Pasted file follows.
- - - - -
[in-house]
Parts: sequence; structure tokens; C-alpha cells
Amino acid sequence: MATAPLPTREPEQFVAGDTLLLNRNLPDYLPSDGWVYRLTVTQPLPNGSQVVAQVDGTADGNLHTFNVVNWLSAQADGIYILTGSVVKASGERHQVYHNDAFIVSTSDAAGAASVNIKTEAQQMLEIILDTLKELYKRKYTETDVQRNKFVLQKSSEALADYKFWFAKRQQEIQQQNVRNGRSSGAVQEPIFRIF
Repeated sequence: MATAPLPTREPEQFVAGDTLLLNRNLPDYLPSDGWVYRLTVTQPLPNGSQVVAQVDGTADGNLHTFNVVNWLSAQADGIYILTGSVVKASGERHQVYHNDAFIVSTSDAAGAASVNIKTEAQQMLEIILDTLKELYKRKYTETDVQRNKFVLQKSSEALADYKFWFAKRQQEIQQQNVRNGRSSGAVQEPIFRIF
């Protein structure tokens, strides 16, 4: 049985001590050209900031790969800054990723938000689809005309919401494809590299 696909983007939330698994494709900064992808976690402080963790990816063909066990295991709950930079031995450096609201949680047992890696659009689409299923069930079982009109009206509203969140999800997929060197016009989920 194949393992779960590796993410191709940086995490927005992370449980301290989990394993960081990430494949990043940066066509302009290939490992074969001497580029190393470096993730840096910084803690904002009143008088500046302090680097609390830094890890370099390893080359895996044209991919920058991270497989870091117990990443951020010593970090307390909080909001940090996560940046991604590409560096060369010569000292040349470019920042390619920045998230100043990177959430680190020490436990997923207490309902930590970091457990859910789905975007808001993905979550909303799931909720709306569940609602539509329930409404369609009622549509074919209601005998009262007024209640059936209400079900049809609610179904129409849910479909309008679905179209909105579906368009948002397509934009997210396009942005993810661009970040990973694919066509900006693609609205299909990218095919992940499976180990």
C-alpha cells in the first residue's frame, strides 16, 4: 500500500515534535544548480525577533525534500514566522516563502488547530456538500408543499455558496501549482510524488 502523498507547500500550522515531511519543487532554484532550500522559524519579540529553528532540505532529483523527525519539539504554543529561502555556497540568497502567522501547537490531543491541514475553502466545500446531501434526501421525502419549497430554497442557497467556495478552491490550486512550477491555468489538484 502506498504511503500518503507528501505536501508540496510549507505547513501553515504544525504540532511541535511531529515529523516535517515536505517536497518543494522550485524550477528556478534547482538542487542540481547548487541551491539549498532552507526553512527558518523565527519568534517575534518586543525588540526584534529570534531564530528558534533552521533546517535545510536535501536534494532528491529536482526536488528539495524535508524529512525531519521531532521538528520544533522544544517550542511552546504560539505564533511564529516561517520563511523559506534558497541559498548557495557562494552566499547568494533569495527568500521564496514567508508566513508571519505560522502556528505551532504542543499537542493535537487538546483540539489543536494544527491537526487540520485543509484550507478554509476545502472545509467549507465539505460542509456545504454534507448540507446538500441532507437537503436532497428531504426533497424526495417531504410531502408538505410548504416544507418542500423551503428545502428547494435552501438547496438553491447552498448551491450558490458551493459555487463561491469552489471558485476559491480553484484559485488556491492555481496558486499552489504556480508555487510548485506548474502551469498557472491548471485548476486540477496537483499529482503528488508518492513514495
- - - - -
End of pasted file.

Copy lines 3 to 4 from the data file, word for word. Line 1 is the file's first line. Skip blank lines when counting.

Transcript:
Amino acid sequence: MATAPLPTREPEQFVAGDTLLLNRNLPDYLPSDGWVYRLTVTQPLPNGSQVVAQVDGTADGNLHTFNVVNWLSAQADGIYILTGSVVKASGERHQVYHNDAFIVSTSDAAGAASVNIKTEAQQMLEIILDTLKELYKRKYTETDVQRNKFVLQKSSEALADYKFWFAKRQQEIQQQNVRNGRSSGAVQEPIFRIF
Repeated sequence: MATAPLPTREPEQFVAGDTLLLNRNLPDYLPSDGWVYRLTVTQPLPNGSQVVAQVDGTADGNLHTFNVVNWLSAQADGIYILTGSVVKASGERHQVYHNDAFIVSTSDAAGAASVNIKTEAQQMLEIILDTLKELYKRKYTETDVQRNKFVLQKSSEALADYKFWFAKRQQEIQQQNVRNGRSSGAVQEPIFRIF